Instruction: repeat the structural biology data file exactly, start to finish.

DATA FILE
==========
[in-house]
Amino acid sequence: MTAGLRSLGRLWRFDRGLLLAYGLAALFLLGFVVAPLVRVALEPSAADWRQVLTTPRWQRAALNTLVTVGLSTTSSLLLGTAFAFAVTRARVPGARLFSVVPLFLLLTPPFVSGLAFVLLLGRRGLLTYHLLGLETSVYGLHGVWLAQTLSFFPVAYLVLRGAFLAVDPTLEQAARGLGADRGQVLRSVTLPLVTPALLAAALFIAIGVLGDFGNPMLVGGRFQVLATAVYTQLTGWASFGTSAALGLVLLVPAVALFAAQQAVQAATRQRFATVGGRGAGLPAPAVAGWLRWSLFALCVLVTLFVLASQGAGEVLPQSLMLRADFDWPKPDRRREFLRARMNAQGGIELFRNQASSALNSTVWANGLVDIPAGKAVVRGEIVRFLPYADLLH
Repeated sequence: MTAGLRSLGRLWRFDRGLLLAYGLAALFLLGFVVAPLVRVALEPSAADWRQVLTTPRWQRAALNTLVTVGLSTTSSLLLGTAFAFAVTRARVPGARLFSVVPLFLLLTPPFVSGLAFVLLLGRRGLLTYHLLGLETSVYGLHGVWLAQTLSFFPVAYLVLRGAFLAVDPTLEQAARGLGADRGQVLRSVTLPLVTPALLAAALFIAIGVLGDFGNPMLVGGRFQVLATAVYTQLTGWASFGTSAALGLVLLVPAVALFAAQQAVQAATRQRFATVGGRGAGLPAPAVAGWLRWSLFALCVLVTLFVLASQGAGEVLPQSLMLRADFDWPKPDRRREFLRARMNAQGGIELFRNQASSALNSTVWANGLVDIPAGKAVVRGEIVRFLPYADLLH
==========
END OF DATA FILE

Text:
[in-house]
Amino acid sequence: MTAGLRSLGRLWRFDRGLLLAYGLAALFLLGFVVAPLVRVALEPSAADWRQVLTTPRWQRAALNTLVTVGLSTTSSLLLGTAFAFAVTRARVPGARLFSVVPLFLLLTPPFVSGLAFVLLLGRRGLLTYHLLGLETSVYGLHGVWLAQTLSFFPVAYLVLRGAFLAVDPTLEQAARGLGADRGQVLRSVTLPLVTPALLAAALFIAIGVLGDFGNPMLVGGRFQVLATAVYTQLTGWASFGTSAALGLVLLVPAVALFAAQQAVQAATRQRFATVGGRGAGLPAPAVAGWLRWSLFALCVLVTLFVLASQGAGEVLPQSLMLRADFDWPKPDRRREFLRARMNAQGGIELFRNQASSALNSTVWANGLVDIPAGKAVVRGEIVRFLPYADLLH
Repeated sequence: MTAGLRSLGRLWRFDRGLLLAYGLAALFLLGFVVAPLVRVALEPSAADWRQVLTTPRWQRAALNTLVTVGLSTTSSLLLGTAFAFAVTRARVPGARLFSVVPLFLLLTPPFVSGLAFVLLLGRRGLLTYHLLGLETSVYGLHGVWLAQTLSFFPVAYLVLRGAFLAVDPTLEQAARGLGADRGQVLRSVTLPLVTPALLAAALFIAIGVLGDFGNPMLVGGRFQVLATAVYTQLTGWASFGTSAALGLVLLVPAVALFAAQQAVQAATRQRFATVGGRGAGLPAPAVAGWLRWSLFALCVLVTLFVLASQGAGEVLPQSLMLRADFDWPKPDRRREFLRARMNAQGGIELFRNQASSALNSTVWANGLVDIPAGKAVVRGEIVRFLPYADLLH